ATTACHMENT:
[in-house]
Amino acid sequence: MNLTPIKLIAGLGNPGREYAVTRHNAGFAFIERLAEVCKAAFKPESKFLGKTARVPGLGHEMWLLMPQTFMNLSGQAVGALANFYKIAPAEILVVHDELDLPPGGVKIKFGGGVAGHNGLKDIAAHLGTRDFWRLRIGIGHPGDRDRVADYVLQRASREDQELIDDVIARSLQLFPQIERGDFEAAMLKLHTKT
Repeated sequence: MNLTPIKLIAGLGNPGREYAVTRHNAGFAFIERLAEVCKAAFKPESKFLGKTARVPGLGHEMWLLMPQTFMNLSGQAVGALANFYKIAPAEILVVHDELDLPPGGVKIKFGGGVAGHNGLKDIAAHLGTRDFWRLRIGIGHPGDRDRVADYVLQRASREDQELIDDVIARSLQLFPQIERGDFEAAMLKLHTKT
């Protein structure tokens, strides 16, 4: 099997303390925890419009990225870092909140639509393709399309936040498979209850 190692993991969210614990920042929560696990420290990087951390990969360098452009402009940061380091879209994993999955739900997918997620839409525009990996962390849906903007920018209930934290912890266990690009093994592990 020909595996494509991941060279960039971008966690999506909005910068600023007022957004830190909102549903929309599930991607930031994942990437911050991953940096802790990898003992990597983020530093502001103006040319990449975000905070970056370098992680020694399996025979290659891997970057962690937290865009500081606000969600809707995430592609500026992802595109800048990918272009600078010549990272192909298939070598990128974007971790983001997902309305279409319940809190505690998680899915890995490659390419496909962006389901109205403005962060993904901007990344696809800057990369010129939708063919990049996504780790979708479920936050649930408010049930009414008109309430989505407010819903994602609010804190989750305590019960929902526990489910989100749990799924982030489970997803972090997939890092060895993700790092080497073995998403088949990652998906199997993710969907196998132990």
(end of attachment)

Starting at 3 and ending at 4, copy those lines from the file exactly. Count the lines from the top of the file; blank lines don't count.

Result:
Repeated sequence: MNLTPIKLIAGLGNPGREYAVTRHNAGFAFIERLAEVCKAAFKPESKFLGKTARVPGLGHEMWLLMPQTFMNLSGQAVGALANFYKIAPAEILVVHDELDLPPGGVKIKFGGGVAGHNGLKDIAAHLGTRDFWRLRIGIGHPGDRDRVADYVLQRASREDQELIDDVIARSLQLFPQIERGDFEAAMLKLHTKT
């Protein structure tokens, strides 16, 4: 099997303390925890419009990225870092909140639509393709399309936040498979209850 190692993991969210614990920042929560696990420290990087951390990969360098452009402009940061380091879209994993999955739900997918997620839409525009990996962390849906903007920018209930934290912890266990690009093994592990 020909595996494509991941060279960039971008966690999506909005910068600023007022957004830190909102549903929309599930991607930031994942990437911050991953940096802790990898003992990597983020530093502001103006040319990449975000905070970056370098992680020694399996025979290659891997970057962690937290865009500081606000969600809707995430592609500026992802595109800048990918272009600078010549990272192909298939070598990128974007971790983001997902309305279409319940809190505690998680899915890995490659390419496909962006389901109205403005962060993904901007990344696809800057990369010129939708063919990049996504780790979708479920936050649930408010049930009414008109309430989505407010819903994602609010804190989750305590019960929902526990489910989100749990799924982030489970997803972090997939890092060895993700790092080497073995998403088949990652998906199997993710969907196998132990």